- 2016 Elections
- 2016 Lunch Debates
- Special Reports
- Maps & Data
- Dear Abby
- Games & Puzzles
- Events & Exhibits
- Food & Drink
- Arts & Music
- Movies & TV
The Walt Disney Co. is defending its newest princess following a backlash over her ethnicity.
A new Hispanic-influenced character named Sofia will star in the TV movie "Sofia the First: Once Upon a Princess" airing Nov. 18 on the Disney Channel and Disney Junior. Advocacy groups have questioned whether the fair-skinned, blue-eyed princess is an accurate representation of the Hispanic population and wondered why Disney isn't doing more to promote her.
"They seem to be backpedaling," said Lisa Navarrete, spokeswoman for the National Council of La Raza. "They've done such a good job in the past when they've introduced Native-American, African-American and Asian princesses. They made a big deal out of it, and there was a lot of fanfare, but now they're sort of scrambling. It's unusual because Disney has been very good about Latino diversity."
Craig Gerber, co-executive producer of "Sofia the First," clarified in a recent Facebook post that Sofia is "a mixed-heritage princess in a fairytale world." He said her mother and father hail from kingdoms inspired by Spain and Scandinavia, though Sofia was born and raised in Enchancia, a "make-believe 'melting pot' kingdom."
"Sofia's world reflects the ethnically diverse world we live in, but it is not our world," said Nancy Kanter, senior vice president of programming for Disney Junior. "It is a fairytale and storybook world that we hope will help spur a child's imagination. It's one where we can have flying horses, schools led by fairies, songs that have a Latin beat and towns with markets like those found in North Africa."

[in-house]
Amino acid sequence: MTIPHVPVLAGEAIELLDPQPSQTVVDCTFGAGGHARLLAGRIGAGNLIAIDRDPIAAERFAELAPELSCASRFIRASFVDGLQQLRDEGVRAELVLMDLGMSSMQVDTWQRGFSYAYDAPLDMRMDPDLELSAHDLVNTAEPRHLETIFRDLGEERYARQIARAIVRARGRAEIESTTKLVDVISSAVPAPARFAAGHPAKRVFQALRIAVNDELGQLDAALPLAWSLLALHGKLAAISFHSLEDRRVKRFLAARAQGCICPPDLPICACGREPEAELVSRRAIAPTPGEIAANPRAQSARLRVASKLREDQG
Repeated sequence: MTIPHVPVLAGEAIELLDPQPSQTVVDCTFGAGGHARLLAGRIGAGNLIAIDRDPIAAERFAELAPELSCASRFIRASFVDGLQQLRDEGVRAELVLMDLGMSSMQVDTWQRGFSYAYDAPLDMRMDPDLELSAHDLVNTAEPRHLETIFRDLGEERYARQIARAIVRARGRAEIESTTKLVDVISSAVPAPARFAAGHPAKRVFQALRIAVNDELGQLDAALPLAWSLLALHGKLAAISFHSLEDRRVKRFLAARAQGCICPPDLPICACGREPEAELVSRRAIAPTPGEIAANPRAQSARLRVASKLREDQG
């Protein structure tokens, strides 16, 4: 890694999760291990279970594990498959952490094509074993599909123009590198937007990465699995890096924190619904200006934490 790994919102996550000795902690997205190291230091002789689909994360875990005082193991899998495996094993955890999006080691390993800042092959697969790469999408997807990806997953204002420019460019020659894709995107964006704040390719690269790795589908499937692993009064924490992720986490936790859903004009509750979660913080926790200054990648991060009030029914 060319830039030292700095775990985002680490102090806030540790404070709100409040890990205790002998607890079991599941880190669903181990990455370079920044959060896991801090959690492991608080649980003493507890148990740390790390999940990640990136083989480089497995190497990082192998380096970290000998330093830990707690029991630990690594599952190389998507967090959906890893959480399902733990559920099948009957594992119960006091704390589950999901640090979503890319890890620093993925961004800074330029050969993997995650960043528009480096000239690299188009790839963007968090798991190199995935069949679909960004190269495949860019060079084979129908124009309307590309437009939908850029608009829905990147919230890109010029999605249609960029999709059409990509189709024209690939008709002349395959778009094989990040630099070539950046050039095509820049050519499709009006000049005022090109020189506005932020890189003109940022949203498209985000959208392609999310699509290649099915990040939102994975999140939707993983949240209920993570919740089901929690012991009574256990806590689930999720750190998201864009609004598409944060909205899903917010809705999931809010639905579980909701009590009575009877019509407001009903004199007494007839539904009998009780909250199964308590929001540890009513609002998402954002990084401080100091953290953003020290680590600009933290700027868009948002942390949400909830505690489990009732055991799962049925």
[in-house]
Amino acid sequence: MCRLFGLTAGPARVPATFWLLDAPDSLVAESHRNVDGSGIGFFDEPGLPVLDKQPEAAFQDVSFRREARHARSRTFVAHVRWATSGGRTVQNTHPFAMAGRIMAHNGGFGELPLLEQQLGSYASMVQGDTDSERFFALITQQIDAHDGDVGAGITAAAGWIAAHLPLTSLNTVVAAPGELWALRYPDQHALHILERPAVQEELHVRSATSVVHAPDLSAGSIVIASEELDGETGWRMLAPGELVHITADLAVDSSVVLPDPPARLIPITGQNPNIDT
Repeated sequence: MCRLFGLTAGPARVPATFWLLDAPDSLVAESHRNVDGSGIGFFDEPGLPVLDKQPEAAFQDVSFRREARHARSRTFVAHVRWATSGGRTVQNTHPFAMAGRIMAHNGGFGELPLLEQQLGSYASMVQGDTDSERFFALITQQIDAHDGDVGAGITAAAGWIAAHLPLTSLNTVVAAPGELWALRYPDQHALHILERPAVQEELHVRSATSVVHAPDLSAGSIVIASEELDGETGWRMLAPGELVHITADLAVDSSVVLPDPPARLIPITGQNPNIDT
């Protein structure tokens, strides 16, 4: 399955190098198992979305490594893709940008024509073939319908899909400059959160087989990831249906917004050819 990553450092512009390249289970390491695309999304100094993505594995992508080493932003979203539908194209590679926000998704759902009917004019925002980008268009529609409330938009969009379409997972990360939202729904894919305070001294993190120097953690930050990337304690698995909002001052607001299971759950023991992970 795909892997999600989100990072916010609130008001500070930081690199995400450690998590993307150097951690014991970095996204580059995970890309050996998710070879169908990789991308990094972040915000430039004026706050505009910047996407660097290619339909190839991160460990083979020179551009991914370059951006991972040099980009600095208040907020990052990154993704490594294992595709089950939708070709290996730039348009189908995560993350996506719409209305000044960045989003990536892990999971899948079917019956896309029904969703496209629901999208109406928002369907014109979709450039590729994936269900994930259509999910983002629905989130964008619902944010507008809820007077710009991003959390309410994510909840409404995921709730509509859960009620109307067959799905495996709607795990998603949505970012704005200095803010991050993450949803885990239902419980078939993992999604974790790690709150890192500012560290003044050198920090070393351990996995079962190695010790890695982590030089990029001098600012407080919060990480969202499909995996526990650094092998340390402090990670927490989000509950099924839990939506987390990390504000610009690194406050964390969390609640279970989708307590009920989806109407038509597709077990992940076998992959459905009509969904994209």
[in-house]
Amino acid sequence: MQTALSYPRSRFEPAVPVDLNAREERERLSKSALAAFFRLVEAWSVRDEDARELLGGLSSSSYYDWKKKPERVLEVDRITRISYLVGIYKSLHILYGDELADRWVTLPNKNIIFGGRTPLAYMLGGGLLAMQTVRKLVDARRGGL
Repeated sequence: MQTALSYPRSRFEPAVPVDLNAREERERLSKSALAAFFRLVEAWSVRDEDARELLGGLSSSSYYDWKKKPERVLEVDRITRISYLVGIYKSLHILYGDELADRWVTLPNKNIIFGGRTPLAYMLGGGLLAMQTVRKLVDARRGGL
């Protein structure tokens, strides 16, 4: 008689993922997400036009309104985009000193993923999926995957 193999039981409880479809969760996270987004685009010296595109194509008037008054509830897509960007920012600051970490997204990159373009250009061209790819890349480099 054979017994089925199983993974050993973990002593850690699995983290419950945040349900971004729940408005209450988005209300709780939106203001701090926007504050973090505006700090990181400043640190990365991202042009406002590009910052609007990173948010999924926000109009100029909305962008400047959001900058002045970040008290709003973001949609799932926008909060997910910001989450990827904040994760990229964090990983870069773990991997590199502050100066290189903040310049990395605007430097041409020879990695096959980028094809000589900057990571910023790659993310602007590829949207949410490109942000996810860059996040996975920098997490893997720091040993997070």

Marcela Davison Aviles, president of the Mexican Heritage Corporation, said that calling Sofia a Latina princess is "not an accurate use of the term as many in our community understand its meaning." She added that "Disney leadership embraces the complexity, diversity and beauty" of the Hispanic community.
"I'll bet folks at the company are using this as a teachable moment to improve on that effort," said Davison Aviles. "I'm looking forward to meeting Sofia and to Disney's future efforts to illuminate our diverse melting pot, including the varied colors which thread our tapestry of Latino identity."